Arthur Schopenhauer and the Current Conception of the Origin of Species
24.03.2021 Trino Baptista, Elis Aldana, and Charles I. Abramson
Arthur Schopenhauer

This essay discusses the thought of Arthur Schopenhauer about the origin of life and the evolution of species. These are key topics in current scientific life with relevant implications for almost every field of theoretical and practical knowledge. As an illustration, The Origin of Species by Means of Natural Selection by Charles Darwin, published in 1859 (Darwin, 1998), is considered to be the most influential book ever written in the West (Ferraiulo, 2017). However, the field of evolution is undergoing a revision that could be considered a new synthesis, such as that carried out in the first half of the 20th century (Varela, Thompson, & Rosch, 2016).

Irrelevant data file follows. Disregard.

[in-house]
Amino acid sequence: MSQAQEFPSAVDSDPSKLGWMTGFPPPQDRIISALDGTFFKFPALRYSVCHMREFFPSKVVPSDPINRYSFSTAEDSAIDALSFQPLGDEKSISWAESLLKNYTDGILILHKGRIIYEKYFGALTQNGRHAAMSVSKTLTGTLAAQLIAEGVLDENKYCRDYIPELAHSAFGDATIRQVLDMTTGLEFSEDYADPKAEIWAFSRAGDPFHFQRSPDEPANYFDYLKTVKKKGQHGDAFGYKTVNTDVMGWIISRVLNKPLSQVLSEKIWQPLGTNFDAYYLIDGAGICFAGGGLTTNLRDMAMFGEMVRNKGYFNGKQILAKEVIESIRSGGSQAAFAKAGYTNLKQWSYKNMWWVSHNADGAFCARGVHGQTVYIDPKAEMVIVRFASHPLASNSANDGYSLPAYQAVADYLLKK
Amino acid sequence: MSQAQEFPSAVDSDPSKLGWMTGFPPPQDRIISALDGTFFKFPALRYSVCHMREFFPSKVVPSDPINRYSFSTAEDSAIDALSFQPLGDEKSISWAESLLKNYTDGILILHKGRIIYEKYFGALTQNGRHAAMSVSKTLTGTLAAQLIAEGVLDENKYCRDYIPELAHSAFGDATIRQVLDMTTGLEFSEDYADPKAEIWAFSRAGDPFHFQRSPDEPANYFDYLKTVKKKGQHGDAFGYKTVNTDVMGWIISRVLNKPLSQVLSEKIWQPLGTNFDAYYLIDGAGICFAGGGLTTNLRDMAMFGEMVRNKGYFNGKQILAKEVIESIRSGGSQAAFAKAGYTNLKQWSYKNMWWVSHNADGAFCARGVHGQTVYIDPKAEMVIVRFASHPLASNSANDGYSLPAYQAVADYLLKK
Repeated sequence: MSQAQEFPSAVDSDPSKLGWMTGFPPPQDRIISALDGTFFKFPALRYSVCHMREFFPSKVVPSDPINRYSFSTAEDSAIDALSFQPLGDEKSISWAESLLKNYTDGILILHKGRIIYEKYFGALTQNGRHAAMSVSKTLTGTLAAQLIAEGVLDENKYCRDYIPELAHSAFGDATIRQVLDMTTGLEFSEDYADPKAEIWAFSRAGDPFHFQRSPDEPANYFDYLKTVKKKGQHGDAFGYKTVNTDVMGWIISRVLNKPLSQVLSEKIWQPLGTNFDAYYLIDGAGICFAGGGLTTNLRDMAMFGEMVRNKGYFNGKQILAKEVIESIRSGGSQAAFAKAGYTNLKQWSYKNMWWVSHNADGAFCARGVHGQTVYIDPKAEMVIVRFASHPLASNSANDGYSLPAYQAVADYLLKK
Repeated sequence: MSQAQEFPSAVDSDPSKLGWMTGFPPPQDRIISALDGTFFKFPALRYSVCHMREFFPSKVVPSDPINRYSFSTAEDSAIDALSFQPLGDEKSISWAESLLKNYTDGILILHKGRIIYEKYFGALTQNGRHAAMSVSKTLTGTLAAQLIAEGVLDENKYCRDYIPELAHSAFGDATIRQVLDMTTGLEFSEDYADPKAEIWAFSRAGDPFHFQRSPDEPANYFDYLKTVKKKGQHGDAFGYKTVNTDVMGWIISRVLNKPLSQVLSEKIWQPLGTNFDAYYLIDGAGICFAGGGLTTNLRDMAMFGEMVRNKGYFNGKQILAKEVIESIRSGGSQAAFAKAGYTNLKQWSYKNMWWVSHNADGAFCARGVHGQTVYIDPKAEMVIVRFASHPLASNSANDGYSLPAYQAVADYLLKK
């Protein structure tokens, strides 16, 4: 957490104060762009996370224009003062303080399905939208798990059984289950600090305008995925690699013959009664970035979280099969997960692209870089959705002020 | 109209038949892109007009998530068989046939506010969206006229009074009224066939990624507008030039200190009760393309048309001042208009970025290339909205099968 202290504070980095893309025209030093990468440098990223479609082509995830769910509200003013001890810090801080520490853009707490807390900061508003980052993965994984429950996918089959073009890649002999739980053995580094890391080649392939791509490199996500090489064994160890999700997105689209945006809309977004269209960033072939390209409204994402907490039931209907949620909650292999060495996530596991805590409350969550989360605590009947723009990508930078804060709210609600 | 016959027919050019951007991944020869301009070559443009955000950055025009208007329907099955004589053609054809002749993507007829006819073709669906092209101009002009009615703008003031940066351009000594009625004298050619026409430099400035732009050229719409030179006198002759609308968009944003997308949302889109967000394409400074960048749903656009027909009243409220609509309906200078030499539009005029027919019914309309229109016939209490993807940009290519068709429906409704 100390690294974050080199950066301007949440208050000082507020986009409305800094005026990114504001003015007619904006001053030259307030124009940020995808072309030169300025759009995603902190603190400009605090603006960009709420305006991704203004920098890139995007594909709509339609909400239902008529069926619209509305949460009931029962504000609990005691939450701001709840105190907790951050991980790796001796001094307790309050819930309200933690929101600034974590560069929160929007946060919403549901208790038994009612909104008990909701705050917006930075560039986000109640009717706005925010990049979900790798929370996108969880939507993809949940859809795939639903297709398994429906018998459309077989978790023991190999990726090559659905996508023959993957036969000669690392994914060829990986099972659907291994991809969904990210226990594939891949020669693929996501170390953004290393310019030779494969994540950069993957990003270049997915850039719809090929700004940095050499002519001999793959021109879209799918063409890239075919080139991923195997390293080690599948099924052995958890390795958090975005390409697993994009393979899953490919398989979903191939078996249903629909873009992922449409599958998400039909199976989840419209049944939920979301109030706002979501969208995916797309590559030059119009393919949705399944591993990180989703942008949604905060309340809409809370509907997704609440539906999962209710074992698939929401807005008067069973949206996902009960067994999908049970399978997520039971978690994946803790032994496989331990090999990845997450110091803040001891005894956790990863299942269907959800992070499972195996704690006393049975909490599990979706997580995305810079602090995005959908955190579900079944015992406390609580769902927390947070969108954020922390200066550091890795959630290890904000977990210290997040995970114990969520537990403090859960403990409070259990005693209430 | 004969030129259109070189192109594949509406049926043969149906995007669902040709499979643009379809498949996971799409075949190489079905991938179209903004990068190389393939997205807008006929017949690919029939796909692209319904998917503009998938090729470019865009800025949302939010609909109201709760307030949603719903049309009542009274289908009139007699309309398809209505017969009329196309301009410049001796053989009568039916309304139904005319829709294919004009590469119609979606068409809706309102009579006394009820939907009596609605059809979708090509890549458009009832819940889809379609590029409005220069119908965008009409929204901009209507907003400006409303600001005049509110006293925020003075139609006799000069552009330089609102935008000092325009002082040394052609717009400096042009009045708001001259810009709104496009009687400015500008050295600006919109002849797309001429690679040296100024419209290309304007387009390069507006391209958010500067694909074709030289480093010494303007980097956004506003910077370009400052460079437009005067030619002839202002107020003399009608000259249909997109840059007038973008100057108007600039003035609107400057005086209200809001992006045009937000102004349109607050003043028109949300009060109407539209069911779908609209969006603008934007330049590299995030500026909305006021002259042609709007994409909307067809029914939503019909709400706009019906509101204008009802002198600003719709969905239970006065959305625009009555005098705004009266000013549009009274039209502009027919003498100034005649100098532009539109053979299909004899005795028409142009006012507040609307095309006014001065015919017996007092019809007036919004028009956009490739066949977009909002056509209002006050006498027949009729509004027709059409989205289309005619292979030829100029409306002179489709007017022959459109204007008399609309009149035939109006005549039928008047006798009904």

As for Schopenhauer, there is a renewed interest in his work, as exemplified by the recent launching of two academic journals devoted to his work: one in Brazil (Revista Voluntas: estudos sobre Schopenhauer, ISSN: 2179-3786) and another one in Spain (Schopenhaueriana: Revista de estudios sobre Schopenhauer en español, ISSN, 2530-1306). Schopenhauer addressed the origin of species in his main work The World as Will and Representation (Idea) that was published in 1818 (Schopenhauer, 2010). We strongly believe that his reflections on the issue are relevant for the new synthesis in gestation. Lovejoy (1911) exhaustively described the development of evolutionary analysis throughout Schopenhauer’s intellectual work. Recent articles posit that the philosopher anticipated Darwin’s scientific contributions (Giaculli, 2017; Klauss, 2009; Schiano, 2012; Young, 2005).
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